On Sat, 2008-05-31 at 08:59 -0700, Jim Brown K9YC wrote:
> On Sat, 31 May 2008 15:35:16 +0800, Marinus Loewensteijn wrote:
> >When I was browsing around looking for dummy loads I noticed a lot
> >of N connectors on these.
> Mostly these are surplus from 2-way and cell phone systems.
> >I have only a few cables at this moment but more gear is due to
> >come into the shack and I am not exactly thrilled with the use of
> >the PL239.
> >Out of the whole range of connectors that is available which are a
> >better solution to move to than the cheaply (perhaps better
> >mentioned: junk quality) PL239?
> There's nothing wrong with PL259 (UHF) connectors -- IF you buy
> good ones. On another list, I noted that most connectors sold to
> hams are junk -- imitations of the real thing with inferior metals,
> plating, and insulating material. BUT -- REAL, good quality
> connectors are still available. You simply have to go to
> traditional electronics parts suppliers to buy them. In North
> America, the good brand is Amphenol. I buy the silver plated
> versions because they are MUCH easier to solder to. I pay about
> $2.50 each in lots of 20-25.
> I can buy JUNK imitations of PL-259s for a buck or so. I can also
> buy JUNK adapters (N to BNC, N to UHF, elbows, Tees, etc.) for a
> few bucks, but they are cheaply built, have excessive loss,
> inferior metals, and often fall apart. Examples of failures: I've
> had four different N to UHF go intermittent and/or fall apart. I've
> had Tees fall apart. I've had the dielectric of UHF connectors melt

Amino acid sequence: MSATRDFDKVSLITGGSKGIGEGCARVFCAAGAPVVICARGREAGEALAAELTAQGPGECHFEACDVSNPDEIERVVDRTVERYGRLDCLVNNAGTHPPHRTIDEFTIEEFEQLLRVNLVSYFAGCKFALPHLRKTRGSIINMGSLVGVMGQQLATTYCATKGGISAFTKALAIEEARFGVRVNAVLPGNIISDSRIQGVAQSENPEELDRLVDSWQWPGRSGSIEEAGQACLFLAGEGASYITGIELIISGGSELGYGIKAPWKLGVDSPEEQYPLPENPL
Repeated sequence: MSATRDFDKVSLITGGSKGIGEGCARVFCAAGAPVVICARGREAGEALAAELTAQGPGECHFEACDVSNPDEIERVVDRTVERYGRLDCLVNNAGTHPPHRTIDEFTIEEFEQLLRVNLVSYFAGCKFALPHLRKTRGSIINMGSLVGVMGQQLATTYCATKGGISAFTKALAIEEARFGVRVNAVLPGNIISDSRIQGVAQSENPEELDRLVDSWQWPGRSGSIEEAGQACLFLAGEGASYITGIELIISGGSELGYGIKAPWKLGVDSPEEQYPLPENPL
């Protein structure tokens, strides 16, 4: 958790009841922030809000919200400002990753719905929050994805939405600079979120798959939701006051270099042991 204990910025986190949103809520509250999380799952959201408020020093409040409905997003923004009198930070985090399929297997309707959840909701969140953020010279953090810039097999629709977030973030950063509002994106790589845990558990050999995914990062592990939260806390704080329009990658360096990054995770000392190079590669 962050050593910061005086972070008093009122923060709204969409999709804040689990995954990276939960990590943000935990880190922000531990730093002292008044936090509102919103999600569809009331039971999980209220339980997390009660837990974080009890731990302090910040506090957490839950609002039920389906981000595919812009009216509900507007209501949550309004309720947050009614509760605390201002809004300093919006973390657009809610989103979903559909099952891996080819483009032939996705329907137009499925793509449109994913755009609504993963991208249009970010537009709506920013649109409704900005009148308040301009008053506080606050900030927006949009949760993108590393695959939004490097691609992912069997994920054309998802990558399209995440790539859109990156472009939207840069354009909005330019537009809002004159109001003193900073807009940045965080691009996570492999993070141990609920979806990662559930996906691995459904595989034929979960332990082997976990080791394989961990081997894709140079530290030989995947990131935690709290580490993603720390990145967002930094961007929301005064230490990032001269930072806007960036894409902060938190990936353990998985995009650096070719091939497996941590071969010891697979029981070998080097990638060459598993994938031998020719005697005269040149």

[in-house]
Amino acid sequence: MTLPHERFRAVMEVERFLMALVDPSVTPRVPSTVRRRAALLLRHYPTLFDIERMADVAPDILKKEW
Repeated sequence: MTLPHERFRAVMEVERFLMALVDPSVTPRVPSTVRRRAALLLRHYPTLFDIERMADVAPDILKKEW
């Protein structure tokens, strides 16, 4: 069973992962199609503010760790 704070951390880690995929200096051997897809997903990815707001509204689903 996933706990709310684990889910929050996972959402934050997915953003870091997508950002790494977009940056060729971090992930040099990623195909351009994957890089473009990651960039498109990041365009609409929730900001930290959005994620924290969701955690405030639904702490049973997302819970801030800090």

> and the center contact bend when I solder to it. I even bought one
> bag of imitation PL259s with screw shells that were a quarter inch
> or so short, so that they didn't screw onto a mating SO239!
> The WORST junk connectors are the imitation DINs sold for a buck or
> so by ham vendors like RF Connection and others. Their insulation
> melts when you try to solder to them, and you CANNOT solder to them
> because the metal plating on the contacts don't take solder! REAL
> DIN connectors are still available from mfrs like Tuchel and
> Switchcraft. They cost $5-$7. I work in the world of pro audio.
> We've tracked lots of problems with intermittent contacts to metal
> problems in junk connectors sold by vendors like Radio Shack and
> hi-fi shops. Again, REAL mfrs like Switchcraft, Neutrik, and
> Amphenol still make quality products, but they cost more. You get
> what you pay for.
I've found that all multi-pin connectors whether DIN, or D type survive
soldering better when mated. Heat doesn't get to the mated connector and
so the pins being soldered can't migrate when the plastic softens. Its
true that some good makes used a thermoset plastic, but some good makes
also use a plastic that softens when hot.
Lots of off shore (or Pacific rim) connectors are nickel plated and only
the no longer available Ersin Multicore with activated flux will tin and
solder them. Plain rosin core solder will not stick. At one time, Icom
used nickel plated eyelets for through holes in PC boards in the IC-22S,
IC-211, and IC-245 and just encased the flared ends of the eyelets in
solder blobs. Those connections would go so open they wouldn't drive
CMOS gate inputs that need femto amps of current.
I never found the lifetime of Switchcraft XLR connectors to be good. The
female pins have too thin a wall and so loose their grip rapidly. The
rest of the Switchcraft family has always been very good.
> And, of course, there are counterfeit parts. I serve on the
> Standards Committee of the Audio Engineering Society, along with
> engineers from many well known companies like Shure, Belden, AKG,
> JBL, Neutrik, and Switchcraft. I have heard MANY reports of
> counterfeit parts -- connectors, microphones, electronic components
> -- that look absolutely identical to the real thing, complete with
> logo and trademark.
But are made of junk metals with faulty plating.
> Jim Brown K9YC
73, Jerry, K0CQ
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